Tampa Bay Buccaneers
Supreme Court Rejects Case On Bucs' Pat-Downs
WASHINGTON - The Supreme Court has rejected the appeal of a Tampa Bay Buccaneers fan who challenged the team's pat-down searches at Raymond James Stadium. High school civics teacher Gordon Johnston took his case to the high court after a loss in Atlanta's 11th Circuit Court of Appeals. He had previously been successful in rulings from a state circuit judge and a U.S. District judge. "I'm greatly disappointed," Johnston said today.The security pat-downs were halted for three years until their resumption in October. They continued as Johnston pursued his appeal, which the Supreme Court turned down Wednesday. "We are obviously happy with the ruling, and we think the Supreme Court was correct in declining to undertake jurisdiction of the case," said Rick Zabak, attorney for the Tampa Sports Authority, which runs the stadium. A call to the American Civil Liberties Union, which represented Johnston, was not immediately returned. The sports authority deploys about 175 people to conduct the searches. The workers use the back of their hands to search people above the waist. Male and female workers search only members of their own sex. Bags are searched and fans are asked to remove their hats. The National Football League started requiring the pat-downs for all NFL games in August 2005. Johnston filed suit after the second Bucs' game of the 2005 season. Hillsborough Circuit Court in Tampa ordered an injunction stopping the searches Nov. 2, 2005. In September 2008, the U.S. District Court in Tampa lifted the injunction. In ruling against Johnston, the 11th Circuit U.S. Court of Appeals said he knew about the NFL search policy but had consented to the searches when he allowed himself to be patted down. Johnston, a Buccaneers season ticket holder, continued to attend the games while his lawsuit bounced back and forth in the court system.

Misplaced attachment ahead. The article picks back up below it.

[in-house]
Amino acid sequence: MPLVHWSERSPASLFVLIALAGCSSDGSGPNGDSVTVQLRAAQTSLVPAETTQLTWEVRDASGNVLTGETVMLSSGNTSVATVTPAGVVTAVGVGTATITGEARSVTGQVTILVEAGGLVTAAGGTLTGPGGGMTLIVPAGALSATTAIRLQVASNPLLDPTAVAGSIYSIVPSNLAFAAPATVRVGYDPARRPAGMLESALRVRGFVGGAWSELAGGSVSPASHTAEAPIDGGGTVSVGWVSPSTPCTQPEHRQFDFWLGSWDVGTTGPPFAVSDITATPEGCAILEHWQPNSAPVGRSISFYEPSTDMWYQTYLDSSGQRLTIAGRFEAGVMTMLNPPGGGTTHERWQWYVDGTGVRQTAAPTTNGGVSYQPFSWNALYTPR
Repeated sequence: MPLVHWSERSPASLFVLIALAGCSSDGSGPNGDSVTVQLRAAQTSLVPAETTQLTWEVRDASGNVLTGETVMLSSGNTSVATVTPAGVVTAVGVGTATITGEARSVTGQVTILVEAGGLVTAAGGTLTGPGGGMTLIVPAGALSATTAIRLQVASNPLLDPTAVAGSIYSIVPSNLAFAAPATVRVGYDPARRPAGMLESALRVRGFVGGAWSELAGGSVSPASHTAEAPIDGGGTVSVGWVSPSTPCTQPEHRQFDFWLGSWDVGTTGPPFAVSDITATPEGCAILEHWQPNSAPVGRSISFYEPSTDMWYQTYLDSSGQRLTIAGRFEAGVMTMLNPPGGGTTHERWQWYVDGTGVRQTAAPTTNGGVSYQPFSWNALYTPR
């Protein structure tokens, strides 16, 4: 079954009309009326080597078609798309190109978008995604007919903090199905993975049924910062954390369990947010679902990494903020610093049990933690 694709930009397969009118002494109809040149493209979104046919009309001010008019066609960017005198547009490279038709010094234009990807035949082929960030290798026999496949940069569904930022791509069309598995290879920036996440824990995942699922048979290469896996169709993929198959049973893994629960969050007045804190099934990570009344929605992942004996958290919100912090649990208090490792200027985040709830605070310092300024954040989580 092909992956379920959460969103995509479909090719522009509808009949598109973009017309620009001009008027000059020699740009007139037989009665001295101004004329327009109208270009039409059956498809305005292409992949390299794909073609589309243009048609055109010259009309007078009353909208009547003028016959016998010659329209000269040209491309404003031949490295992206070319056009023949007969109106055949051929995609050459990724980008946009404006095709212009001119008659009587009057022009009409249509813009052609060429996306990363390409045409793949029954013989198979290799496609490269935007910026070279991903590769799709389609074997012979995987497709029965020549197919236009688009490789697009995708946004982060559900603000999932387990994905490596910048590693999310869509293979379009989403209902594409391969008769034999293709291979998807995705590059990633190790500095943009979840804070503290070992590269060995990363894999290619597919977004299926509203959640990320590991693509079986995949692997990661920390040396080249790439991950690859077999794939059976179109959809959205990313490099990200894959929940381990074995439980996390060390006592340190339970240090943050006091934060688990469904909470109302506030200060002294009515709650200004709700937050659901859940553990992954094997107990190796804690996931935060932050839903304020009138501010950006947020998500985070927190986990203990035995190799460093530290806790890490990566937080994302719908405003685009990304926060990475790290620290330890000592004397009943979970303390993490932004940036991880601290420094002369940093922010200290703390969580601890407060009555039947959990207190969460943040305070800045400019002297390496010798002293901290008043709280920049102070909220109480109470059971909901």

News Channel 8 reporter Krista Klaus contributed to this report. Information from Tribune archives was used in this report.